A combination of COVID-19-related factors is pushing farmer’s outlook on the economy to a three-year low. The Purdue University/CME Group Ag Economy Barometer plummeted in April to a reading of 96, a 72-point drop from its record high just two months ago.
“Over the past two months, producers have felt the first shock waves being created by the coronavirus,” said James Mintert, director of Purdue University’s Center for Commercial Agriculture.
Mintert says coronavirus concerns, commodity price declines, and supply-chain disruptions sunk producer sentiment. He says the last time the barometer fell below 100 was October 2016.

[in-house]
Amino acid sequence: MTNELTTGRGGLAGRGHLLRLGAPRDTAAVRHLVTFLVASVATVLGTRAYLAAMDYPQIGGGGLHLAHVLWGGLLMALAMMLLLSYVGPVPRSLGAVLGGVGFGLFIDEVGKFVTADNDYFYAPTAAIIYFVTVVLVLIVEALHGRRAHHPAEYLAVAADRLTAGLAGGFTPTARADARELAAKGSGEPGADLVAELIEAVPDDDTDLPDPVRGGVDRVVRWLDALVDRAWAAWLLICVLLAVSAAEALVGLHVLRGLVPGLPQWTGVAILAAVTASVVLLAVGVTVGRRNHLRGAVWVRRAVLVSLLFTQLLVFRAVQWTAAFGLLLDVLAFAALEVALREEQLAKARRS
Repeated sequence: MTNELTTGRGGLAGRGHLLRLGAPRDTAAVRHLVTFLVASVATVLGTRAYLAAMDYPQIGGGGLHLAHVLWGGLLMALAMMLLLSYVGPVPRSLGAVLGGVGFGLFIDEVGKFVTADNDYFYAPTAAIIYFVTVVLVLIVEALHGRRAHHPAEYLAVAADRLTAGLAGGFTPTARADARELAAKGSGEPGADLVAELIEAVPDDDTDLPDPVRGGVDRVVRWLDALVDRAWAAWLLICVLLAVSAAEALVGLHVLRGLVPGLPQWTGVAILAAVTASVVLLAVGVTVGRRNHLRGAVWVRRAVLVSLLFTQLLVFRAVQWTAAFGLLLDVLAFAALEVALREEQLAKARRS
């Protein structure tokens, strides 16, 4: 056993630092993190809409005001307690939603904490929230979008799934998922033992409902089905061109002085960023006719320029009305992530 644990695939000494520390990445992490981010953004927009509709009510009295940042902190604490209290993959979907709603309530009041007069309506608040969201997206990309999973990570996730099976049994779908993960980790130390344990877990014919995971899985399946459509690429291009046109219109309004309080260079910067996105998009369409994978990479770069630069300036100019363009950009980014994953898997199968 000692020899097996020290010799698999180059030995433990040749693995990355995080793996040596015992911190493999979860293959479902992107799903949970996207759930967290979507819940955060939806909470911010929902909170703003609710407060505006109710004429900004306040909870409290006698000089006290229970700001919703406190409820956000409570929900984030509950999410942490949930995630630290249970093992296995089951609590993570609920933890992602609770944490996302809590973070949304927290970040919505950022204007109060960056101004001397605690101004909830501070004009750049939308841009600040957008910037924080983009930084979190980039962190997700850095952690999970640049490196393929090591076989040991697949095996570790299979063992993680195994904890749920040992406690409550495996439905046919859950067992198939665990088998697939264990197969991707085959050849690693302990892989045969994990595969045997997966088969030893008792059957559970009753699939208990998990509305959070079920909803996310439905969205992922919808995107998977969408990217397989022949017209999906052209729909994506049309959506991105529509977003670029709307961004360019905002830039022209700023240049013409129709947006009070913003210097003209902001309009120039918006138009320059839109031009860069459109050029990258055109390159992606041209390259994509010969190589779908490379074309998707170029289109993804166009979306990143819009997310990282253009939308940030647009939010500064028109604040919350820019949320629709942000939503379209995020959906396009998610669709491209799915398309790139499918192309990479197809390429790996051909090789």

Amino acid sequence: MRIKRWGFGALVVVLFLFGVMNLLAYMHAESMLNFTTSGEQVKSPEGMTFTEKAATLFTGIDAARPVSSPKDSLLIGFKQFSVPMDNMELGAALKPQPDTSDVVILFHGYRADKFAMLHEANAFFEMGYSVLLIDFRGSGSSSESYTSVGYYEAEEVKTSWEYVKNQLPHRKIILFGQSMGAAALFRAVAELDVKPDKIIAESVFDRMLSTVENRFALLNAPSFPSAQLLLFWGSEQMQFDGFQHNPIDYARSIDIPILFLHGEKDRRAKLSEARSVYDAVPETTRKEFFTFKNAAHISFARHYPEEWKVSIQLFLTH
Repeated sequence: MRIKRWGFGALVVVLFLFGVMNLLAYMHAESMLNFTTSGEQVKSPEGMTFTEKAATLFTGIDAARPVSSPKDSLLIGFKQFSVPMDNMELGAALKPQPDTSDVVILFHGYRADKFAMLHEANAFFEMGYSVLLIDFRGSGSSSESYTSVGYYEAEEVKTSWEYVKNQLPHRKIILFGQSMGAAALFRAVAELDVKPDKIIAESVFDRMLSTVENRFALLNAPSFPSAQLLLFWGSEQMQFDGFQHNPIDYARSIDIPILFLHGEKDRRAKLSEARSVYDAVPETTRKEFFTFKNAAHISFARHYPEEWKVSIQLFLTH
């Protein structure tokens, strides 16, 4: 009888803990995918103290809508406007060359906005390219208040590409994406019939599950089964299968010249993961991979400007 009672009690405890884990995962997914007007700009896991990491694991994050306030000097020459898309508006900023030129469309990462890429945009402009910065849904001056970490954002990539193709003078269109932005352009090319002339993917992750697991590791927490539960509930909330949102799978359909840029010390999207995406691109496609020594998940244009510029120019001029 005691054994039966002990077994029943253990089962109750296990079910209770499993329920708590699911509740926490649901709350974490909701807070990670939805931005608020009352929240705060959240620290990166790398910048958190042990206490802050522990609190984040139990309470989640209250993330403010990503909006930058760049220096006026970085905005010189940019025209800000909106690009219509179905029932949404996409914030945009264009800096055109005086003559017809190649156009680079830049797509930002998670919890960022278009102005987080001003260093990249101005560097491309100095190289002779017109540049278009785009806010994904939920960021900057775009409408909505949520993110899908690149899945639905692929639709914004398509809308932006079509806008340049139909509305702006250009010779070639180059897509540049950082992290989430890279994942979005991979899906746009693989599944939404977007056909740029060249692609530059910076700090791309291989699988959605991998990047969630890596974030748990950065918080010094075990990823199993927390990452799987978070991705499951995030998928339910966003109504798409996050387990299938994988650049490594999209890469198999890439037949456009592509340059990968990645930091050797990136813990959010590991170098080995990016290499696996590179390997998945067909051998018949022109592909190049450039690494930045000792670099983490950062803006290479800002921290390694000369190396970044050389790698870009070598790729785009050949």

“Disruptions in the supply chain are causing many to look at ways they can mitigate risk in this uncertain environment and sharp declines in commodity prices have added significant financial pressure on many U.S. farming operations,” said Mintert.
One of the big factors behind the decline is the drop in livestock prices. Over the course of fewer than two months, June live cattle declined 21% while June lean hog futures prices dropped 33%
When asked if they were worried about the pandemic impacting their farm’s profitability this year, 67% say they are fairly or very worried.
The Ag Economy Barometer is based on responses from 400 U.S. agricultural producers and this month’s survey was conducted from April 19-24, 2020.
Click here to view the full report. Watch the analysis from Jim Mintert in the video below.